Parsons Green

Parsons Green, Hammersmith & Fulham

A highly gentrified locality in central Fulham, arranged around a triangular green and the larger Eel Brook Common, which lies to its north-east

John Lord: Novello St, Parsons Green

Evidence of an Iron Age settle­ment has been discov­ered at Lady Margaret school. The green’s name derives from the presence of Fulham rectory; which stood on the site of St Dionis’ church from the 14th century. A clump of trees on the west side of the green was known as Parson’s Grove by 1424. Parsons Green had only 16 ratepayers in 1625 and the village remained sparsely populated for the next two centuries.

The White Horse coaching inn was a meeting place for Fulham Albion cricket club, one of the first in England. It is said that the parson played bowls on the green in the early 18th century, when the old rectory was demol­ished and replaced by two brick-built houses. Wealthy Londoners were able to build country retreats here with spacious grounds because the land was not progres­sively subdi­vided into small tenements, as it was at nearby Walham Green.

Parsons Green in summer

From the 1840s suburban dwellings began to replace Parsons Green’s grandest houses, although some survived as schools.

The Midland District Railway opened a station in 1880 and within a decade an irregular grid of terraced houses had filled the entire vicinity. St Dionis’ church and the White Horse were rebuilt and the village pond, known as Colepitts, was drained.

Twentieth-century change was mostly limited to infilling, and the replace­ment of St Mark’s school, a Co-op dairy depot and some former light indus­trial premises by housing, shops and offices.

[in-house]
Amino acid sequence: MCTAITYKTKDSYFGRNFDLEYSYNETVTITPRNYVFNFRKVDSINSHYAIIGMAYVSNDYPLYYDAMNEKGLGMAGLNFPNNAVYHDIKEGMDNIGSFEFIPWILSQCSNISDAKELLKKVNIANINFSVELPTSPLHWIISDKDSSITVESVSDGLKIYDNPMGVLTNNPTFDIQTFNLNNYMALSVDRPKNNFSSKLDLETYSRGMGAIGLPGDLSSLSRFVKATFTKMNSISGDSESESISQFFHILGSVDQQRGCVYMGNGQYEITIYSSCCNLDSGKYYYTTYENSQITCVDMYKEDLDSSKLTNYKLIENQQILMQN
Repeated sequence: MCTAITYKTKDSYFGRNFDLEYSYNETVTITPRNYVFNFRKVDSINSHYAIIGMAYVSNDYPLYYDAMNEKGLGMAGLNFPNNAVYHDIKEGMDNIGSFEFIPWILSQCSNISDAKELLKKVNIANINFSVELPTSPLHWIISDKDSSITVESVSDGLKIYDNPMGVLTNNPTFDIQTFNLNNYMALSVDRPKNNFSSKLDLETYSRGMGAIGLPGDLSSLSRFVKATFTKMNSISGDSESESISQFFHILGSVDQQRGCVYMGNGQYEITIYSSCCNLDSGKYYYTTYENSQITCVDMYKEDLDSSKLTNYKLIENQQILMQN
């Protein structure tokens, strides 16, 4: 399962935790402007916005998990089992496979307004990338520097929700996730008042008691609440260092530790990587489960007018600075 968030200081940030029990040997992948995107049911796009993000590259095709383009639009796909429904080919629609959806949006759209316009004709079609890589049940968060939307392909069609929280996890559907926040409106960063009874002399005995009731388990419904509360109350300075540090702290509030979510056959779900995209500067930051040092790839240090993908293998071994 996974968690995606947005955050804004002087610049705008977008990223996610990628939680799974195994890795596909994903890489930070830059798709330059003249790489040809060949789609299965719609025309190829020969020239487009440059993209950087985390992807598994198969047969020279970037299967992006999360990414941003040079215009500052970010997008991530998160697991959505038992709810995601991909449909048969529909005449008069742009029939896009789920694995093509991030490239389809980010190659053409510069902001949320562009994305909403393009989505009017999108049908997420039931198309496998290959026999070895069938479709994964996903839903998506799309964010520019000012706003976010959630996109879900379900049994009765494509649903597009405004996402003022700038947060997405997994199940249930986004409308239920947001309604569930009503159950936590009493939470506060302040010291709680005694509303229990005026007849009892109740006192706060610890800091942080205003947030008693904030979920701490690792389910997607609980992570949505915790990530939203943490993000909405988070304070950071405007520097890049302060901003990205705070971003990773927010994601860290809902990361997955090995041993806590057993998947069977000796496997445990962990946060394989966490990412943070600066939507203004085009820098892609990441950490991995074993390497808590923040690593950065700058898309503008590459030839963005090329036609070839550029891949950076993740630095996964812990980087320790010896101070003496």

Following its enlarge­ment in 2002, a conser­va­tion area now takes in the whole of Parsons Green between New Kings Road and the railway line.

An Iraqi teenager was jailed for life in March 2018 for making and planting a bomb that partially exploded on a tube train at Parsons Green in September 2017, injuring 51 people.

In the early 19th century Maria Fitzherbert, the clandestine ‘wife’ of George, Prince of Wales (subsequently the Prince Regent, and then George IV) lived at East End House, which stood on the east side of the green.

Media queen Janet Street-Porter grew up in a ground-floor flat on Elmstone Road in the years immediately following the Second World War, when Fulham was a working-class district.

Postal district: SW6
Population: 10,813 (Parsons Green and Walham ward, 2011 census)
Station: District line (zone 2)
*The picture of Novello Street at the top of this page is slightly modified from an original photograph at Geograph, copyright John Lord, made available under the Attribution-ShareAlike 2.0 Generic licence. Any subsequent reuse is freely permitted under the terms of that licence.